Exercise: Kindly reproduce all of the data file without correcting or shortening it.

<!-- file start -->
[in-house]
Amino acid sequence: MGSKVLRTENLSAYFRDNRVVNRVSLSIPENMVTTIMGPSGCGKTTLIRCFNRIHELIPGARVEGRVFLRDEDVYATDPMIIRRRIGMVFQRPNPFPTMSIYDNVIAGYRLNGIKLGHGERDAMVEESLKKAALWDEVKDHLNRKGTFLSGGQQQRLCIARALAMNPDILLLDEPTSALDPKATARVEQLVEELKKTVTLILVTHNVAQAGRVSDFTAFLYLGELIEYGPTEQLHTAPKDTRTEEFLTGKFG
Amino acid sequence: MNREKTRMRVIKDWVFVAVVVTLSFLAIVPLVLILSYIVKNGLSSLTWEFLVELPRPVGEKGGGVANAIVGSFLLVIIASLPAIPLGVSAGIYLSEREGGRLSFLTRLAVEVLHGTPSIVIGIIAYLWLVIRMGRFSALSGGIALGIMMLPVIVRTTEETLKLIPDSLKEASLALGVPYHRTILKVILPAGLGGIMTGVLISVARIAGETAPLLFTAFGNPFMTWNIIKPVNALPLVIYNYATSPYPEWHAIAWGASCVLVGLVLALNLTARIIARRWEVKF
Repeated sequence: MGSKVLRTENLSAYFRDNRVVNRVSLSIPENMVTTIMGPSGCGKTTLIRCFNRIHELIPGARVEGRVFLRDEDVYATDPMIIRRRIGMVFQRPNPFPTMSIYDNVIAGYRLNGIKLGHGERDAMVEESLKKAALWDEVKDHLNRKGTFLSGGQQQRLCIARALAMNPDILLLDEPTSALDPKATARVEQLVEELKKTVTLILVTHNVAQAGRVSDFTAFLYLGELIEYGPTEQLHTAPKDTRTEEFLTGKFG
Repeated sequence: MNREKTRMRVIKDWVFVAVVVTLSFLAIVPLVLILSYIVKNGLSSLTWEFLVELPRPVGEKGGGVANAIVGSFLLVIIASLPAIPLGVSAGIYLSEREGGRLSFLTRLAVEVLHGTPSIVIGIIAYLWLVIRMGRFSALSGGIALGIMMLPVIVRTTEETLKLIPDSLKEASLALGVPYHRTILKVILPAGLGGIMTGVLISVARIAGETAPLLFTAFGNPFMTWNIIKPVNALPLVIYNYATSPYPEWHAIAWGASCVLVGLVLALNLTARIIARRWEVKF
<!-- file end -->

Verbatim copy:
[in-house]
Amino acid sequence: MGSKVLRTENLSAYFRDNRVVNRVSLSIPENMVTTIMGPSGCGKTTLIRCFNRIHELIPGARVEGRVFLRDEDVYATDPMIIRRRIGMVFQRPNPFPTMSIYDNVIAGYRLNGIKLGHGERDAMVEESLKKAALWDEVKDHLNRKGTFLSGGQQQRLCIARALAMNPDILLLDEPTSALDPKATARVEQLVEELKKTVTLILVTHNVAQAGRVSDFTAFLYLGELIEYGPTEQLHTAPKDTRTEEFLTGKFG
Amino acid sequence: MNREKTRMRVIKDWVFVAVVVTLSFLAIVPLVLILSYIVKNGLSSLTWEFLVELPRPVGEKGGGVANAIVGSFLLVIIASLPAIPLGVSAGIYLSEREGGRLSFLTRLAVEVLHGTPSIVIGIIAYLWLVIRMGRFSALSGGIALGIMMLPVIVRTTEETLKLIPDSLKEASLALGVPYHRTILKVILPAGLGGIMTGVLISVARIAGETAPLLFTAFGNPFMTWNIIKPVNALPLVIYNYATSPYPEWHAIAWGASCVLVGLVLALNLTARIIARRWEVKF
Repeated sequence: MGSKVLRTENLSAYFRDNRVVNRVSLSIPENMVTTIMGPSGCGKTTLIRCFNRIHELIPGARVEGRVFLRDEDVYATDPMIIRRRIGMVFQRPNPFPTMSIYDNVIAGYRLNGIKLGHGERDAMVEESLKKAALWDEVKDHLNRKGTFLSGGQQQRLCIARALAMNPDILLLDEPTSALDPKATARVEQLVEELKKTVTLILVTHNVAQAGRVSDFTAFLYLGELIEYGPTEQLHTAPKDTRTEEFLTGKFG
Repeated sequence: MNREKTRMRVIKDWVFVAVVVTLSFLAIVPLVLILSYIVKNGLSSLTWEFLVELPRPVGEKGGGVANAIVGSFLLVIIASLPAIPLGVSAGIYLSEREGGRLSFLTRLAVEVLHGTPSIVIGIIAYLWLVIRMGRFSALSGGIALGIMMLPVIVRTTEETLKLIPDSLKEASLALGVPYHRTILKVILPAGLGGIMTGVLISVARIAGETAPLLFTAFGNPFMTWNIIKPVNALPLVIYNYATSPYPEWHAIAWGASCVLVGLVLALNLTARIIARRWEVKF